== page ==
Unplugged ceremonies are becoming more prevalent these days. It’s a bold move to instruct your wedding guests to leave the cell phones at home or in their pocket. After all, we live in a culture that is dead set on documenting every moment, even though the moment is being recorded by everybody else around them.
Wedding photographers lament how beautiful group shots are ruined due to a sea of cameras standing all around. When the shutter clicks, there is confusion about which camera to look at or they become distracted by so many people taking the picture all at once. You see eyes darting off into multiple directions and the purity of the shot is ruined.
There’s also the selfie. It’s becoming quite apparent that people are in love with the idea of taking selfies, no matter where they may be. Not only will you find guests taking pictures of themselves but bringing out the selfie stick! Eek! Retract that stick! There is nothing more obnoxious than having that perfect moment of a bride entering the aisle ruined by an overly eager amateur photographer trying to upload every moment onto social media.
The idea about an unplugged ceremony is more than just about ruined wedding photos. The Wedding day is the most important day of all for the bride and groom. And they want this moment to be shared with their friends and family. How can that happen when friends and family can’t be seen, as their faces are blocked by cell phones, iPads and selfie sticks. And because of this, we are seeing couples becoming aware and sensitive to the idea of guests taking photos during their wedding and posting on social media.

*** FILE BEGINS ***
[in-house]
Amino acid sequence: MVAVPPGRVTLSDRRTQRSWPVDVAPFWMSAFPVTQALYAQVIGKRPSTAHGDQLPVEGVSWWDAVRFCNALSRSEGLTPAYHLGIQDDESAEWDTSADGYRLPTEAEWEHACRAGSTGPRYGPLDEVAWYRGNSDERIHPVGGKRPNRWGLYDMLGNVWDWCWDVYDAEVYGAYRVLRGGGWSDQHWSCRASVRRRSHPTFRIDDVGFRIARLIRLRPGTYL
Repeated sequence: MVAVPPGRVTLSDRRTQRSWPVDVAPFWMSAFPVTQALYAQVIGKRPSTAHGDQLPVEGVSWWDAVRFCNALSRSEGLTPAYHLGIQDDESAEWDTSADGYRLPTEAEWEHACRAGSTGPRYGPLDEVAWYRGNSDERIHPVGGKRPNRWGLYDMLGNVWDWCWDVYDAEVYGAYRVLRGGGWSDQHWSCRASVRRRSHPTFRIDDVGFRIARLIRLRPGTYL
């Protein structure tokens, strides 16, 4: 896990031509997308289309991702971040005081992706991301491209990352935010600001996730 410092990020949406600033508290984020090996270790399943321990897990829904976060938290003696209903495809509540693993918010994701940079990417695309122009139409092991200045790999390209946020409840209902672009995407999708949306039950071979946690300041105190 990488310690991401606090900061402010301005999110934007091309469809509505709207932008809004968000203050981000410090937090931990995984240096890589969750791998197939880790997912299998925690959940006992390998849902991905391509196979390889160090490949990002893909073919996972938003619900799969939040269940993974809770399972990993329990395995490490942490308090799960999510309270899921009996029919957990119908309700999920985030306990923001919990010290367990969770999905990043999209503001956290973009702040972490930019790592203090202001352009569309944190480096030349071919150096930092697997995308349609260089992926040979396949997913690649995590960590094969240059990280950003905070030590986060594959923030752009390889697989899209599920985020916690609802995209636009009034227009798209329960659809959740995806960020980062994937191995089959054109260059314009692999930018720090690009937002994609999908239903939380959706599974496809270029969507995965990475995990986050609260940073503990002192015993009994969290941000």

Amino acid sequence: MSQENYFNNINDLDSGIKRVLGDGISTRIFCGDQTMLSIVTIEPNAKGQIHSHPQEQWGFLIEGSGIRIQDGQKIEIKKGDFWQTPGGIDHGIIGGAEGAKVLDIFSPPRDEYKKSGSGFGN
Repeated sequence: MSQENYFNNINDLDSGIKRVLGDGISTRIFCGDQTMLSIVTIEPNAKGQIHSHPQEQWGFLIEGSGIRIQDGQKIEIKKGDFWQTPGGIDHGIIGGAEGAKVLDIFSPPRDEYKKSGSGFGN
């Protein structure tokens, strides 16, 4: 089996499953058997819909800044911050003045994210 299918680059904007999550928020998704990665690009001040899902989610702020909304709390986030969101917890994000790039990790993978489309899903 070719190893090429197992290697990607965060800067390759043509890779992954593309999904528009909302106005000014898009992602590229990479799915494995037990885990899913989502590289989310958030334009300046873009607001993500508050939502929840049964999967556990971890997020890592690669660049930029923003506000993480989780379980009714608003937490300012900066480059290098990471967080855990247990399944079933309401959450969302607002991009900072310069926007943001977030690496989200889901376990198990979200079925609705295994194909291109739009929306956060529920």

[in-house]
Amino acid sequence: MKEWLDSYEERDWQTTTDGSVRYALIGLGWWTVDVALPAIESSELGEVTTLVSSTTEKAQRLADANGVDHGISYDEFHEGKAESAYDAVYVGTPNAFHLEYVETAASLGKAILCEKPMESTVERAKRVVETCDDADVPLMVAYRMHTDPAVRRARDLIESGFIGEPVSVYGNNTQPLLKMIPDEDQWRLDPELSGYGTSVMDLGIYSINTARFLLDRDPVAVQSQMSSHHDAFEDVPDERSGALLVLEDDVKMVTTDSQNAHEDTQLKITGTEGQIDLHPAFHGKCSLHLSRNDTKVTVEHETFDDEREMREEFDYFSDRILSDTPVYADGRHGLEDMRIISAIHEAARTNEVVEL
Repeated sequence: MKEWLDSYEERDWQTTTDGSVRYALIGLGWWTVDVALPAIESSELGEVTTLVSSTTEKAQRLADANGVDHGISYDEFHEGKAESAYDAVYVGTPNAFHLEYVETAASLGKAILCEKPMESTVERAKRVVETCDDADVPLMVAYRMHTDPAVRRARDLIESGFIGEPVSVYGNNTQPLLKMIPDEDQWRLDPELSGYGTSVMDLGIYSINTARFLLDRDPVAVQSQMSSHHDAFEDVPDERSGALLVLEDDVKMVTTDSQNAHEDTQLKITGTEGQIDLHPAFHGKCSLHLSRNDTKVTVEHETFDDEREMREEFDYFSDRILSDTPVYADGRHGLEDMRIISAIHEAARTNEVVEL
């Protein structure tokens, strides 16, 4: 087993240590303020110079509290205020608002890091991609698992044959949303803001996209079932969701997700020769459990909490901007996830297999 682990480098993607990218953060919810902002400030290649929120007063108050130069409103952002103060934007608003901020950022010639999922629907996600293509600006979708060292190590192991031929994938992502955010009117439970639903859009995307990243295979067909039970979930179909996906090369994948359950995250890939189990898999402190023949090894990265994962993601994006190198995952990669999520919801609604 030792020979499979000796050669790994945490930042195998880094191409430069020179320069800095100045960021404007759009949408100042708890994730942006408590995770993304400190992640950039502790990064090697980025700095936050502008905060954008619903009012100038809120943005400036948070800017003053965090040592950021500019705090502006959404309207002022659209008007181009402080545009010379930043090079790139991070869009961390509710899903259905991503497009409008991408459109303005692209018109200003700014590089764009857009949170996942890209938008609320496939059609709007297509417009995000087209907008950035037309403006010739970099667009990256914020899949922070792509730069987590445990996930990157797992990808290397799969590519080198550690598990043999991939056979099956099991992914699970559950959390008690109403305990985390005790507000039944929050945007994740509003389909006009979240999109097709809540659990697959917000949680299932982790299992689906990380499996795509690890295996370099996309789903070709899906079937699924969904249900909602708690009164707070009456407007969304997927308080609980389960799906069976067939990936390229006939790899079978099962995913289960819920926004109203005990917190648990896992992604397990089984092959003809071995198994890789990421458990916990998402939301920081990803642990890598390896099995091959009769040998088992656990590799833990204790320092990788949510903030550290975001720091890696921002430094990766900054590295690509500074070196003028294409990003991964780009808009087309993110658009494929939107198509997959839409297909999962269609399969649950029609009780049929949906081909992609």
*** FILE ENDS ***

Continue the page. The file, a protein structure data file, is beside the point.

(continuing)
How do you prevent your friends and family from taking pictures of you on your special day without making them feel bad? Here are three simple ideas on how to enforce an unplugged wedding:
- Make sure to publish the rule before the any invitations are sent out. Don’t be afraid to overdo it. If you have a wedding website (which we highly advocate), post it. Don’t feel bad to include it in the invitations mailing. Also, post signs around the wedding area. Etsy and Pinterest have pages filled with signs that read something like “We invite you to be fully present with us during our ceremony. Please turn off all mobile phones.”
- Allow the officiant of the wedding do some of the dirty work. Instruct the officiant to remind everybody before the procession starts about the use of cell phones and picture taking. Turn off your phones!
- How about a Cell phone valet? Could you even imagine asking your guests to go without their phones for 30 minutes? Ha! Do it! It’s your wedding!
This is an aggressive strategy, but family and friends should respect it, as they know how special of a day this is for you, the bride and groom.
So the next time you are considering pulling out the cell phone to take a selfie at a wedding, consider what the day is really about. While selfies and cell phone pictures have become a social trend, you might be missing out on the human experience. Look up, look out and enjoy what is happening from the vantage of your eyes and ears!
Cole Drake Events can help you with your unplugged wedding. Cole Drake’s philosophy is more is just more…it’s NOT better. Over doing anything from food to event design is just overwhelming. Keeping things authentic to who you are as a couple is key. If you are already over the top…well, more is better for you and we probably are not the best option for your ostentatious, contrived overly priced day.
We are a dynamic team of planners in Wine Country with a combined experience of more than 20 years of wedding & event design/production, restaurant and hotel management. We are professed foodies with a penchant for using sarcasm and humor to navigate the planning process. Surrounded by the most inspiring vistas (in our humble opinion), the best cuisine (well-known fact) and the most creative people (they are nutty artisans who have more fun than should be legal) we deliver exquisite events and experiences that are keenly focused on alluring your five senses.